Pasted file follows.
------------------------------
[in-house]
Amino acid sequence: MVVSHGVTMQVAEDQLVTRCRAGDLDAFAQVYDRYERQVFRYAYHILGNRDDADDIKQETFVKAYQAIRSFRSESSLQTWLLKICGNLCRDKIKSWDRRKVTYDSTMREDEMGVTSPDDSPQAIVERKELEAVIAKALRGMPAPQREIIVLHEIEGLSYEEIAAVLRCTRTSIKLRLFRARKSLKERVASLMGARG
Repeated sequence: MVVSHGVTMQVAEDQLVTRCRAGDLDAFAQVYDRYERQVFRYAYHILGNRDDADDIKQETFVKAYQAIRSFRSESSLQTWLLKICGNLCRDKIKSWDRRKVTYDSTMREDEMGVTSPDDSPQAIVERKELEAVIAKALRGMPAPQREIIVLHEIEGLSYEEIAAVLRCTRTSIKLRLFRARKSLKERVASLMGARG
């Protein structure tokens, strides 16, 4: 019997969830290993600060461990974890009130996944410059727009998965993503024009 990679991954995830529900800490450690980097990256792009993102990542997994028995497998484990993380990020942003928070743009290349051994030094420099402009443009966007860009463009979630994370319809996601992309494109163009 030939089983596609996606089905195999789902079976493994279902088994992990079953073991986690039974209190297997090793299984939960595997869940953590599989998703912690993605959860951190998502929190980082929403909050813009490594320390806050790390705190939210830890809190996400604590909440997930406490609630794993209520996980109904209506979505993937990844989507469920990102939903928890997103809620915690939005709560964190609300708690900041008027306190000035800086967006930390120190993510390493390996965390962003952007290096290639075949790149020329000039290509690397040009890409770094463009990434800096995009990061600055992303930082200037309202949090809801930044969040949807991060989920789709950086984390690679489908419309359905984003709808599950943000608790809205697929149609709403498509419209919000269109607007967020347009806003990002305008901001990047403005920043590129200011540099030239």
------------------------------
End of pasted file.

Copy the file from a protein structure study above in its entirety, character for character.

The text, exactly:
[in-house]
Amino acid sequence: MVVSHGVTMQVAEDQLVTRCRAGDLDAFAQVYDRYERQVFRYAYHILGNRDDADDIKQETFVKAYQAIRSFRSESSLQTWLLKICGNLCRDKIKSWDRRKVTYDSTMREDEMGVTSPDDSPQAIVERKELEAVIAKALRGMPAPQREIIVLHEIEGLSYEEIAAVLRCTRTSIKLRLFRARKSLKERVASLMGARG
Repeated sequence: MVVSHGVTMQVAEDQLVTRCRAGDLDAFAQVYDRYERQVFRYAYHILGNRDDADDIKQETFVKAYQAIRSFRSESSLQTWLLKICGNLCRDKIKSWDRRKVTYDSTMREDEMGVTSPDDSPQAIVERKELEAVIAKALRGMPAPQREIIVLHEIEGLSYEEIAAVLRCTRTSIKLRLFRARKSLKERVASLMGARG
């Protein structure tokens, strides 16, 4: 019997969830290993600060461990974890009130996944410059727009998965993503024009 990679991954995830529900800490450690980097990256792009993102990542997994028995497998484990993380990020942003928070743009290349051994030094420099402009443009966007860009463009979630994370319809996601992309494109163009 030939089983596609996606089905195999789902079976493994279902088994992990079953073991986690039974209190297997090793299984939960595997869940953590599989998703912690993605959860951190998502929190980082929403909050813009490594320390806050790390705190939210830890809190996400604590909440997930406490609630794993209520996980109904209506979505993937990844989507469920990102939903928890997103809620915690939005709560964190609300708690900041008027306190000035800086967006930390120190993510390493390996965390962003952007290096290639075949790149020329000039290509690397040009890409770094463009990434800096995009990061600055992303930082200037309202949090809801930044969040949807991060989920789709950086984390690679489908419309359905984003709808599950943000608790809205697929149609709403498509419209919000269109607007967020347009806003990002305008901001990047403005920043590129200011540099030239």